"We first tried recording in my house," Prevost says. "But it was too loud, stuff was falling off the walls and shit."
As a musician Prevost is as reverential as he is referential; he knows everything by everyone. And he's keenly aware of misperceptions that can be drawn watching a white, long-haired rock 'n' roller sing and play the blues.
In 1990 The Kings recorded "Drunk on Muddy Water," a sloppy, sleazy, raucous blues rave-up with the late, great Paulie Rocco on guitar. The band came close, but big rock production killed the vintage vibe. "Mississippi Murderer" is the record "Drunk On Muddy Water" set out to be, and wishes it was.
A good deal of the Chesterfield Kings' music had black undertones; think Bo Diddley, Chuck Berry, Little Richard. The band twisted it some, often careening into Dolls and Stones territory, but always with at least one toe in blue waters. And from an early age, Prevost was listening to the blues wherever he could and riding the rails.
It was 1964 and the 10-year-old Prevost prowled his Greece-Charlotte neighborhood, including a teen hangout/coffee shop called the Black Candle next to the House of Guitars, then located on Lake Avenue. One day, Prevost spied a simple sign in the Black Candle's window announcing that Son House — who at the time lived in Corn Hill — would be playing. To most 10-year-olds this wasn't a big deal. Son who? But Prevost knew exactly who the blues master was.
"I saw 'Shindig' when the Stones were on there with Howlin' Wolf," Prevost says. "I used to read all the teen magazines, and in Rave Brian Jones was saying [about that performance], 'We played with Howlin' Wolf and it was really a gas, and he was there with Son House.'" When the day of House's show arrived, Prevost says that the one of the owners wouldn't let him in.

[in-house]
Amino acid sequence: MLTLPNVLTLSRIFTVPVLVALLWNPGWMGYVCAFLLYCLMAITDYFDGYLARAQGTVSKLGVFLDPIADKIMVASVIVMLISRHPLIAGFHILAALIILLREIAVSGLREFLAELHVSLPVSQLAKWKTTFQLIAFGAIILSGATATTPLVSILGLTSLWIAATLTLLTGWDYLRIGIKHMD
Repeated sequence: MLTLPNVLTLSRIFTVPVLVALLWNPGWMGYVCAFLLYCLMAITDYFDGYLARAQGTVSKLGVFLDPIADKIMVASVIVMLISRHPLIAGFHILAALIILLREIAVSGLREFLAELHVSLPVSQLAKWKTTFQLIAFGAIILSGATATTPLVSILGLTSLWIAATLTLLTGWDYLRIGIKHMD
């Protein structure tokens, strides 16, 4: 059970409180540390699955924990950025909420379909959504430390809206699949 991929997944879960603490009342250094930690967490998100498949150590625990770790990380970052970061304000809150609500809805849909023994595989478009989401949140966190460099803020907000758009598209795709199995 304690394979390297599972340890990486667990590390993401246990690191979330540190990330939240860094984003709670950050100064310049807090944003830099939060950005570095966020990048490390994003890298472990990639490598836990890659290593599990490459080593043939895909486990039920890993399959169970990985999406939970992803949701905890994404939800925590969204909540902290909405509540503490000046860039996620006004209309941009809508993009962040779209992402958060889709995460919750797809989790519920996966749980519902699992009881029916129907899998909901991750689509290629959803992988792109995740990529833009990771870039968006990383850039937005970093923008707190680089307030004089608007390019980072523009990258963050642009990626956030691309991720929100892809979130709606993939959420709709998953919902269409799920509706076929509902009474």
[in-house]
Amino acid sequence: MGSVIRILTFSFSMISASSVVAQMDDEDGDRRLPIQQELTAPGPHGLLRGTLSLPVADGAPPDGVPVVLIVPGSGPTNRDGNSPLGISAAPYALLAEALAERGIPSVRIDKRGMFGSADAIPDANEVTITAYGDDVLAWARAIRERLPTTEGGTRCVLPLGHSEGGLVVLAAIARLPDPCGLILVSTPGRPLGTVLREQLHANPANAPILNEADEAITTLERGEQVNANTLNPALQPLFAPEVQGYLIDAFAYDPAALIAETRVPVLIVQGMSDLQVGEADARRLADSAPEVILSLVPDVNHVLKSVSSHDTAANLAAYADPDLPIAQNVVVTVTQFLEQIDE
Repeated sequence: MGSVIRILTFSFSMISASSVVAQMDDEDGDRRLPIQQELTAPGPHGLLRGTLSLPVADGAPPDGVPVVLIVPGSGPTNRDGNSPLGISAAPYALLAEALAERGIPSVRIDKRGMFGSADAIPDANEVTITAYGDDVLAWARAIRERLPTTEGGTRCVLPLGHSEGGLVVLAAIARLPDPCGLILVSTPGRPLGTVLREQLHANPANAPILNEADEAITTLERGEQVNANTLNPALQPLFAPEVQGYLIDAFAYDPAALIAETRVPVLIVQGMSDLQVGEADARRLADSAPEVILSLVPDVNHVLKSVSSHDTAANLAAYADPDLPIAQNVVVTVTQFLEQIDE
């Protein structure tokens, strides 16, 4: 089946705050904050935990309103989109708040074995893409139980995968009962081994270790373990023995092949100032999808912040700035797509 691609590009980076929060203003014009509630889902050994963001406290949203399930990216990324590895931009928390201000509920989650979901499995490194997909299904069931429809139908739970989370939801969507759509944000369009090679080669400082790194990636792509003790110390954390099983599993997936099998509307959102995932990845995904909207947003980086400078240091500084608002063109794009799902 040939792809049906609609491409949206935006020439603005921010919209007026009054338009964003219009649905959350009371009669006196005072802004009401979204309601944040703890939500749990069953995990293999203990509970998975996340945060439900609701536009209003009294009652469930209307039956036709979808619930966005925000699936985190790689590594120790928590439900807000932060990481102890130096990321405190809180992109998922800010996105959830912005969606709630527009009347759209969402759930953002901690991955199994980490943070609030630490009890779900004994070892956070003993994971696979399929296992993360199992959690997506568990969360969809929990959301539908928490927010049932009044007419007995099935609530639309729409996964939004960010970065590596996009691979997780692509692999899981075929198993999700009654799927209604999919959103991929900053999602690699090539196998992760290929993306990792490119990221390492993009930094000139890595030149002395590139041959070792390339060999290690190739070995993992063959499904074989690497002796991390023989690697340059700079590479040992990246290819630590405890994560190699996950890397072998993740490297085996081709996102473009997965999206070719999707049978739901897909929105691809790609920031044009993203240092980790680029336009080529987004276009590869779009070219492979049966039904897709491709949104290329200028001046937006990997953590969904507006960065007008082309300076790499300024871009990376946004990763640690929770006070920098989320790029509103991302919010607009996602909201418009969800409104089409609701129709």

"He said, 'Hey, no kids in here, but you can stand outside,'" Prevost says.
Though he wasn't aware of it at the time, Prevost's mode of travel was in keeping with the bluesman's hobo aesthetic. "I used to ride the boxcars," he says. "They'd go by each day. I'd go to my cousin's house, throw my bike in, lay around in the straw, then I'd throw my bike out and ride it home. Sometimes when I didn't want to walk home from school, I'd jump the boxcar."
But today it isn't Boxcar Prevost, it's Stackhouse, with a brick shithouse wall of sound. And the sound has been capably played and produced by Patrick and Koch, who are clearly disciples of The Chesterfield Kings' rock 'n' roll and Prevost's take on the blues, with all its reckless fun and danger. Prevost assures that it isn't just for show.
"I don't try to play reckless," he says. "That's just the way I play."
Prevost says that offers are coming in from Spain as well as the States, though this wasn't his initial plan.
"I just wanted to do a cool record," he says — though he thinks he'll heed the call electrically and acoustically. "I like playing acoustic so people can actually hear what I'm doing. But I like playing loud, too."